By Rav Yonatan Udren
As we read Sefer Devarim, we can tangibly feel Moshe’s unrequited longing for Israel.
But why does Moshe long for Israel? Is it as the Talmud asks, that he only wants to taste the fruits of the Land?!
To frame the question a different way, what is the unique spiritual nature of Israel? Is there only a historical significance to the Land, or is there something more?
The Talmud teaches that Moshe’s longing for Israel is based on a desire to do more mitzvot. A large number of the mitzvot in the Torah are only applicable in Israel. This is true for Jews today; one’s mitzvah count increases exponentially by simply living a Torah life in Israel.
Rav Naftali Zvi Yehuda Berlin, known by the acronym the Netziv, explains Moshe’s longings for Israel in a different manner. For Moshe, arriving in Israel provides the greatest opportunity to disseminate Torah. There is no wisdom like the wisdom of Israel; therefore Moshe’s lamentations are an acknowledgment of his pain that he will never teach the wisdom of the Land of Israel.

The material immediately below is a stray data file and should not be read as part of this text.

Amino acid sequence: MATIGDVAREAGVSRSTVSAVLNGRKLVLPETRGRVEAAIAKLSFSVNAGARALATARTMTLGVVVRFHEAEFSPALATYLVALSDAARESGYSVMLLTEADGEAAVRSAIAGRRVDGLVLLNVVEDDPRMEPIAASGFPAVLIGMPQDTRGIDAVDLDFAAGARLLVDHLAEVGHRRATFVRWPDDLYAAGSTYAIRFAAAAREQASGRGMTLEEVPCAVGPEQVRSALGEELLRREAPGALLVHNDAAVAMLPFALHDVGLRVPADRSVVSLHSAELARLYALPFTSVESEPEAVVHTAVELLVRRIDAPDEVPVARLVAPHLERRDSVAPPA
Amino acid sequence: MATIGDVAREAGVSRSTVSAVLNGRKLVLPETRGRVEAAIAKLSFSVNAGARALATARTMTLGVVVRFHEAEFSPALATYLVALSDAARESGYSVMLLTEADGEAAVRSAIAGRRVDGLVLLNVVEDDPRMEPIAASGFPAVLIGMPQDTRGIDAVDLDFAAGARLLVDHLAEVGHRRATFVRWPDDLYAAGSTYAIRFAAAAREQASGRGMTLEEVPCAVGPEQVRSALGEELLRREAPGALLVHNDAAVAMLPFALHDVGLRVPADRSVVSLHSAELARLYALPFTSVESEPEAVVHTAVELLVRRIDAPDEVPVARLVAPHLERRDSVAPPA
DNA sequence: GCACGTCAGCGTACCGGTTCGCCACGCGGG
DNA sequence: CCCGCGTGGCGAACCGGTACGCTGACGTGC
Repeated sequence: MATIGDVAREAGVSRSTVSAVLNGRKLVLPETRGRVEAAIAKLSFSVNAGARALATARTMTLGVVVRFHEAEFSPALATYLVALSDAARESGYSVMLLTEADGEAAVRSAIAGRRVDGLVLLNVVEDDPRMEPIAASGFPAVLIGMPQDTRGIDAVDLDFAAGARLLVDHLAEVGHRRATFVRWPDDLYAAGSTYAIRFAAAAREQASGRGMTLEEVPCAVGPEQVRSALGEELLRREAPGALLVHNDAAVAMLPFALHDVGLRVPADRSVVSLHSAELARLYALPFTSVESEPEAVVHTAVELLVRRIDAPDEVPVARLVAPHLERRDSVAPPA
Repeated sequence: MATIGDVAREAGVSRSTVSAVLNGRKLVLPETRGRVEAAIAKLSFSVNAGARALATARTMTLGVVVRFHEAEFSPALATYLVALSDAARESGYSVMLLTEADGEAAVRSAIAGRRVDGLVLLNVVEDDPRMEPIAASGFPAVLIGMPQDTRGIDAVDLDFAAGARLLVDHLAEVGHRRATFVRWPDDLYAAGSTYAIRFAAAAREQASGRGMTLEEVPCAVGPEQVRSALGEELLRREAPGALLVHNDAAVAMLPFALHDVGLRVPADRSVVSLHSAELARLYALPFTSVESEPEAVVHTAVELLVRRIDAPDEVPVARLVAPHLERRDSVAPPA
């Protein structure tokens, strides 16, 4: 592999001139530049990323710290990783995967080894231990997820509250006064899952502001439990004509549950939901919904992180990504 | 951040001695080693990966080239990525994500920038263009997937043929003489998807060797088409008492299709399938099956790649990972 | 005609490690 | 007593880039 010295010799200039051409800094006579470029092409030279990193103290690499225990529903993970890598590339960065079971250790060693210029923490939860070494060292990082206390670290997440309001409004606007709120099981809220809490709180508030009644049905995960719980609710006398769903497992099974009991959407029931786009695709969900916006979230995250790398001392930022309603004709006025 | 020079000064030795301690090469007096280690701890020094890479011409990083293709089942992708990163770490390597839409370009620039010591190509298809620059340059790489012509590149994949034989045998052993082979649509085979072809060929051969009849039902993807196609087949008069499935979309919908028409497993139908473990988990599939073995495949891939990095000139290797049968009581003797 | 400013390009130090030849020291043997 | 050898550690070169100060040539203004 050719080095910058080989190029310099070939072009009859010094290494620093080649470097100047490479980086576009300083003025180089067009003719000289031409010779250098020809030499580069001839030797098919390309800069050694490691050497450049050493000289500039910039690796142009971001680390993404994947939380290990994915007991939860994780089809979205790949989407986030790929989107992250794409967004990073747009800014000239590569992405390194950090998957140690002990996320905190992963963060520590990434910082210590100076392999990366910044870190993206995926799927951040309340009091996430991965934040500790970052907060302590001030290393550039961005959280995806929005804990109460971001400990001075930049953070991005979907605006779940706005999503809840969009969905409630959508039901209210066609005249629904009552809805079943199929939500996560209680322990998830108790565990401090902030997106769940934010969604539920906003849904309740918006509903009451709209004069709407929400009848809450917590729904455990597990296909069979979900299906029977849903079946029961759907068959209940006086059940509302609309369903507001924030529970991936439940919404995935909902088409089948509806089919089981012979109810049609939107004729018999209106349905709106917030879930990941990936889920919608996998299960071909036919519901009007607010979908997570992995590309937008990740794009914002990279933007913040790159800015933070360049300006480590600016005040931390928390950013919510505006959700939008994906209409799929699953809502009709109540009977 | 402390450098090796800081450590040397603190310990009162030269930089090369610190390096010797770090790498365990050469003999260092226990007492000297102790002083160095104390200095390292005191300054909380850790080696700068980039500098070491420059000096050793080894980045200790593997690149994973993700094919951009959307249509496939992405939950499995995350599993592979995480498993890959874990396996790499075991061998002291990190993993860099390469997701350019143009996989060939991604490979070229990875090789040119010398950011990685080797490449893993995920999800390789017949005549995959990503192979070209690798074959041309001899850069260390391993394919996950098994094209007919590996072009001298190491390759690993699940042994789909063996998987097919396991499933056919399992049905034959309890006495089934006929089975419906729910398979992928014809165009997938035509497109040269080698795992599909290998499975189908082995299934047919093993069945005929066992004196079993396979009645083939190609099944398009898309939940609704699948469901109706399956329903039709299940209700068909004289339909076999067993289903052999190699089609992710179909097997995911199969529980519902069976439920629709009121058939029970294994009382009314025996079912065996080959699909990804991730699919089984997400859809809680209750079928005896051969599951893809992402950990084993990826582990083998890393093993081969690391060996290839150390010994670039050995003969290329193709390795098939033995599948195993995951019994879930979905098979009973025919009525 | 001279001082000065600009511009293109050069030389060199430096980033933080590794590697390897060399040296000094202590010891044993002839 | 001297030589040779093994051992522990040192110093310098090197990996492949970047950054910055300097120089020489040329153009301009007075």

The greatest natural resource that Israel has to offer the world today is knowledge of Hashem; the Land is filled with wisdom, as the Talmud itself testifies: the air in Israel makes one wise. As we ponder the greater goals of the State of Israel, and our individual work in it, we must remember that the endeavor of illuminating Hashem’s Torah bears its greatest fruits here.